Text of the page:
About ten days ago, I completed my first backpacking trip. My boyfriend and I, with a couple close friends, embarked on a 12-mile, one night, expedition to summit Mt. Adams, a dormant volcano in Washington with an elevation of 12,272 vertical feet.
This was my first overnight backpacking trip, and I wasn’t sure what to expect. So, as soon as I booked my ticket, I started to do my research. Of course, I turned to Pinterest to learn all I needed to know.
As I searched through the countless backpacking pins, I found lots of useful information, like how to make the most efficient use of space in your pack and what the best backpacking foods are. These tips helped me a ton, but as much as I searched, I couldn’t find anything about common mistakes newbie backpackers make.
What’s an overenthusiastic fitness blogger to do? Create my own list of course.
Mistake #1: Assuming backpacking is the same as hiking for long distances
I’m in pretty good shape, lifting three+ days per week and doing high intensity conditioning workouts at least twice a week. As I started thinking about my upcoming backpacking trip, I thought I would be totally fine to break in my boots, do some incline walking, and call it good.
Not the case.
Backpacking, especially the mountaineering sort (read: trekking through elevation gains of 5,000+ vertical feet, forging your own trail through snow filled glaciers, and bouldering up rocky mountain faces) requires training and a specific mindset.
It’s so different to exert yourself physically when you know you’ve got a comfy bed, hot meal, and a glass of wine waiting for you at home. Backpacking is as much a mental sport as it is a physical one. I’m the first one to admit I had a hard time recovering from the day’s hike at a campsite. I’m not saying it wasn’t worth it but I am saying it’s something you’ve got to keep in mind.
Re: training. When I prepare for my next mountaineering adventure, I’m taking training approach that includes progressive strength training (lots of weighted step ups and stairmaster interval workouts) and endurance focused cardio workouts. These two components will ensure both my legs and my heart are prepared for the trip.
Mistake #2: Not practicing in full gear
Similar to #1, I thought that working with a weight vest would be sufficient training. I never took to the trail with my full pack, boots, and hiking clothes.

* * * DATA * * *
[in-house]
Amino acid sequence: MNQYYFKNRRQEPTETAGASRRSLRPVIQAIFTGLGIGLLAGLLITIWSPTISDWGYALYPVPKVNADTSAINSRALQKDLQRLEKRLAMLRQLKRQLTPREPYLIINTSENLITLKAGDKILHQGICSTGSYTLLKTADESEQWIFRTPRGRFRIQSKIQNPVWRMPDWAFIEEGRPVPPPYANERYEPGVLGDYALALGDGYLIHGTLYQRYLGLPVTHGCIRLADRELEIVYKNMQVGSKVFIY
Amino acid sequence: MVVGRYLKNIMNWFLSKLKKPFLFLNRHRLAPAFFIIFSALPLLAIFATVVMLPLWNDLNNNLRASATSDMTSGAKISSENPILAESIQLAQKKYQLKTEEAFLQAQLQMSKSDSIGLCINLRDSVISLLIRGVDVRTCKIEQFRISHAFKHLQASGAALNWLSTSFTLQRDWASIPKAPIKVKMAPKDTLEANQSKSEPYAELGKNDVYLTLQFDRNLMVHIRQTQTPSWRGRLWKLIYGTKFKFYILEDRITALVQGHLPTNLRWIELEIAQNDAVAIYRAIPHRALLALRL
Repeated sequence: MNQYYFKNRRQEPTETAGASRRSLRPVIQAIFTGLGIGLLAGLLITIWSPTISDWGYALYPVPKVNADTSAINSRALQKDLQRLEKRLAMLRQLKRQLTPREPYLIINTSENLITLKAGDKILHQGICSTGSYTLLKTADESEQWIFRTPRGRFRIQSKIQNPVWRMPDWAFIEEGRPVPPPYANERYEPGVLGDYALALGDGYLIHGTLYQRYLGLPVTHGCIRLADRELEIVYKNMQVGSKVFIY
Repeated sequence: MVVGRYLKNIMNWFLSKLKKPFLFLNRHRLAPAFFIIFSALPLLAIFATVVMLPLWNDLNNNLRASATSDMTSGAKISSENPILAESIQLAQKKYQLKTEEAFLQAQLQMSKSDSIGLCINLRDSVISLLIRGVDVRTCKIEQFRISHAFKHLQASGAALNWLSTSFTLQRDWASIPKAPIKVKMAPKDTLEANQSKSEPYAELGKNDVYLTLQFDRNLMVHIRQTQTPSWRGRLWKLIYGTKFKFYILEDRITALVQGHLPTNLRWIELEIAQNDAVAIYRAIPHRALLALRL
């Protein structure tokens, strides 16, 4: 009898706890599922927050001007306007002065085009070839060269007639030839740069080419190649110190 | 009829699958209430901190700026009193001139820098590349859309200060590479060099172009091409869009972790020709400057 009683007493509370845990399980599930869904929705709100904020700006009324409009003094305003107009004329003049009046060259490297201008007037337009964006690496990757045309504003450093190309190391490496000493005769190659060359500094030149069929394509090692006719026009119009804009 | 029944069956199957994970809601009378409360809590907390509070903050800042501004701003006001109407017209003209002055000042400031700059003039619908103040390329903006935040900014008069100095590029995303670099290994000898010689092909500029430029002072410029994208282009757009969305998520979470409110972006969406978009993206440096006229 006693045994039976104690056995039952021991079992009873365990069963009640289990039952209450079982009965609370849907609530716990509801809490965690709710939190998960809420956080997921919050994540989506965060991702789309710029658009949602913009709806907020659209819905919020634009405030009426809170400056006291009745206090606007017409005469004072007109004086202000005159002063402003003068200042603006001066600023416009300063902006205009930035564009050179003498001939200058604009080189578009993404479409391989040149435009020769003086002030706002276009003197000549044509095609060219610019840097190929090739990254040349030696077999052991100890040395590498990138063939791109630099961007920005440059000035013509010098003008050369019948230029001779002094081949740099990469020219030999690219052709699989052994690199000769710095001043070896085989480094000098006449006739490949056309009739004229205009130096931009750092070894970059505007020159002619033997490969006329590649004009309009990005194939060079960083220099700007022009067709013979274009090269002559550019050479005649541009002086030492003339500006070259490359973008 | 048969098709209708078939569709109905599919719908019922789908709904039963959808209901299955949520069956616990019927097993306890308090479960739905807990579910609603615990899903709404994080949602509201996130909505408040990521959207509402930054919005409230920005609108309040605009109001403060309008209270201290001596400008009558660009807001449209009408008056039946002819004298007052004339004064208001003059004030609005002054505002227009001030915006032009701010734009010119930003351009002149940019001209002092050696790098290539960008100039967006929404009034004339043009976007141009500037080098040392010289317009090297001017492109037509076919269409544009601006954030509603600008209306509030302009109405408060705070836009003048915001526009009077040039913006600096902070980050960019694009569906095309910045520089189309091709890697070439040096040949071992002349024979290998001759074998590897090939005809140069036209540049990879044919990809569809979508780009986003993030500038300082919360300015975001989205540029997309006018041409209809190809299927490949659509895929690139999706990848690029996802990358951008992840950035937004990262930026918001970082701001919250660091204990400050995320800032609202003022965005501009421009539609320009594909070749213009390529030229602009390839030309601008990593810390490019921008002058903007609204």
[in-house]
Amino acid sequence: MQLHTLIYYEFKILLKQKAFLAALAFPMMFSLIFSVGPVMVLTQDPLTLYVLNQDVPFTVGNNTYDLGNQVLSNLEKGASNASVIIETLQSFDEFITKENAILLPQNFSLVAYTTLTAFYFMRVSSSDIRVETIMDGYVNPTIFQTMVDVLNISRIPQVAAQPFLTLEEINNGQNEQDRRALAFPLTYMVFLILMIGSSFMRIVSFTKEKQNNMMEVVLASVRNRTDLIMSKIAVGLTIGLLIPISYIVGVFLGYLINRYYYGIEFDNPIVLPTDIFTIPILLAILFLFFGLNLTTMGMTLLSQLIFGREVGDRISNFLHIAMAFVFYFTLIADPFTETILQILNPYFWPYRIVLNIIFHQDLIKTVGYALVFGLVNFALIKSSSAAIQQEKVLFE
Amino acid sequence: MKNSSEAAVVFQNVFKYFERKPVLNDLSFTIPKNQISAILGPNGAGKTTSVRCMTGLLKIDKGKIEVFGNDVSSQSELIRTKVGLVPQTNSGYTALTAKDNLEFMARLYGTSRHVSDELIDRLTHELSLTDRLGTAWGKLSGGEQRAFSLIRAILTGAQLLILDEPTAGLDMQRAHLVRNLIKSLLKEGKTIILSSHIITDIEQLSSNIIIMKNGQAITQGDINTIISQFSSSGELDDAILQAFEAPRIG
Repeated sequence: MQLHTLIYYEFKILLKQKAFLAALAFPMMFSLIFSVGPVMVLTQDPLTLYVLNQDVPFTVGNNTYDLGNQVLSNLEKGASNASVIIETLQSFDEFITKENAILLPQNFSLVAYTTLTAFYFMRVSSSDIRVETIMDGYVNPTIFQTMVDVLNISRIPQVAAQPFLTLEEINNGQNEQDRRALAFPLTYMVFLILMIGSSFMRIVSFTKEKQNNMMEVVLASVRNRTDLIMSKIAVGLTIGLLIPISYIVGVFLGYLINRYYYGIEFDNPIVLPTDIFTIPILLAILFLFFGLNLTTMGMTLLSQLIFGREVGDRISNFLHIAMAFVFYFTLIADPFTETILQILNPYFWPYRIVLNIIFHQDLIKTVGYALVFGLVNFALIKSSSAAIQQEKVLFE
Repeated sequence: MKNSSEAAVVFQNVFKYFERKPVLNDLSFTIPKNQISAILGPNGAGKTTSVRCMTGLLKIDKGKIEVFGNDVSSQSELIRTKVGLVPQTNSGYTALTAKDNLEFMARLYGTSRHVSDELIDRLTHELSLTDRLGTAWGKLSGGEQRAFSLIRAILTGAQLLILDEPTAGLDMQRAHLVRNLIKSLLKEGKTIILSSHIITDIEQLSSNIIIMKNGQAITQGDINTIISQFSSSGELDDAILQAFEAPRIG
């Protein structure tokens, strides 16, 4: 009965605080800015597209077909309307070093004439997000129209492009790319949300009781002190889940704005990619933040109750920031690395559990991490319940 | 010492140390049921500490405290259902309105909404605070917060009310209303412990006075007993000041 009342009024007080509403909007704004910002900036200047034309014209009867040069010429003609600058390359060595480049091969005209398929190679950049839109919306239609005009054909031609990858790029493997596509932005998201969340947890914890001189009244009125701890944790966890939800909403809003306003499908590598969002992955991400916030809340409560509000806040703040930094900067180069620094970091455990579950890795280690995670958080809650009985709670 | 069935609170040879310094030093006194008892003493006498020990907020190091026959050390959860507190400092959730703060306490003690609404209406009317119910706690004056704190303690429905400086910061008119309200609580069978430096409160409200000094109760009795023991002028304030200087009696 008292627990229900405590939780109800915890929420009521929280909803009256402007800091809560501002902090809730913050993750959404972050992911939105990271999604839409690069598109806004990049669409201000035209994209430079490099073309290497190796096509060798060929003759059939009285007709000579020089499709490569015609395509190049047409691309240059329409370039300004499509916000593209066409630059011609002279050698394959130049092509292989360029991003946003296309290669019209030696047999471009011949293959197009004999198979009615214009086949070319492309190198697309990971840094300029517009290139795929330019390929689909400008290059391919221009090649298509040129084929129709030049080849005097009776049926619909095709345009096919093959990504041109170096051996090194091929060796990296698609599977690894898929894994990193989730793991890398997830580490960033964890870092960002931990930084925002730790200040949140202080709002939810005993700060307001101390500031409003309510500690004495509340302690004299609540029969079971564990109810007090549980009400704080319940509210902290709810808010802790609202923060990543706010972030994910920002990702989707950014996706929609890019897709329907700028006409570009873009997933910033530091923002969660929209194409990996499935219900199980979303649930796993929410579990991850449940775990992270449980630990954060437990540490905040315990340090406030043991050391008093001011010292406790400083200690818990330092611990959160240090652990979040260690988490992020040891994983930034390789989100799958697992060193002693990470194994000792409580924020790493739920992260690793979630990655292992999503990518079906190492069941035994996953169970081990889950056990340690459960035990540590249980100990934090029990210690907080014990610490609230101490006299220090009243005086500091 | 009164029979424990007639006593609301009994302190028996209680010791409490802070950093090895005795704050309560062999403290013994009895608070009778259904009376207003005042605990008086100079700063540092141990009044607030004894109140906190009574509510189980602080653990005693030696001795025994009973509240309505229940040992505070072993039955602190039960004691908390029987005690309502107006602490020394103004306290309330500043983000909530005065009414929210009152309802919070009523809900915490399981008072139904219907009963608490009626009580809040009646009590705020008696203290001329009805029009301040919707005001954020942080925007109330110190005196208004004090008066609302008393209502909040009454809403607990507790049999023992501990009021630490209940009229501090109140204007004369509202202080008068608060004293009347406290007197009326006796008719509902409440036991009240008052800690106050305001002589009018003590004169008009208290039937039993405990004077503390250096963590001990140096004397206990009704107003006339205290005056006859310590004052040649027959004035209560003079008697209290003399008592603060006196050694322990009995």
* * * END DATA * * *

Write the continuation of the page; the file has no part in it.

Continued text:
This was a huge mistake.
The worst pain I experienced on the trip was the pinching of my skin between my pants’ waistband and the bottom of my pack. My pants were probably too big and I had no idea until I was three hours into our trek. Had I practiced in all my gear, I would have been aware of the discomfort and could have found ways to ameliorate it before I was away from all cell service and out of options.
Mistake #3: Considering the total weight of your pack instead of the percentage of your bodyweight
As my boyfriend and I strategized about what we would bring and who would carry what, we solely thought about total weight of each pack. We thought we were being responsible, planning for him to carry the heavier items.
Unfortunately, this wasn’t enough.
Even though my pack was substantially lighter than his, it was still a higher proportion of my bodyweight, making the relative weight even heavier than his pack. Next time, we will balance our loads so that neither of us is carrying more than about 20% of our total bodyweight.
Mistake #4: Not bringing an extra outfit of warm clothes to wear when you finish hiking for the day
OMG. I wish someone had told me to bring more warm clothes for the night after our long day. This is especially important for hikes that will take place in the snow or require glissading.
In order to keep my pack light, I only brought one fleece for under my windbreaker. That (plus my long sleeve shirt, socks, and pants) got soaked as we glissaded down the mountain, leaving me with nothing but a windbreaker to wear for the night. I was freezing and had to go to bed super early because I couldn’t stop shivering. Not fun.
Always bring an extra jacket for hanging out at the campsite.
Mistake #5: Carrying “just enough” water
We started with five gallons of water for four people, which sounds like a ton. But it definitely was not enough. We did not take into account how much more water you need at elevation or while you are exerting yourself for nine hours in a day.
Always bring more water than you think you need, along with an empty container for water you find/purify on the trail.
I also would suggest some sort of electrolyte drink powder. It will help ensure you are drinking enough fluids AND will mask the taste of semi-purified water. By day 2, I was so sick of drinking plain water and needed the extra sugar. Next time, I will bring BCAAs and Gatorade powder.
I hope this helps! Clearly, I made a bunch of newbie mistakes on my first backpacking trip but I am SO glad I went. It was a fun opportunity to live my fitness and test my physical boundaries.
If you have any questions, definitely shoot me an email or comment below. I would LOVE to chat with you.
What common mistake did I miss? Have you ever gone backpacking?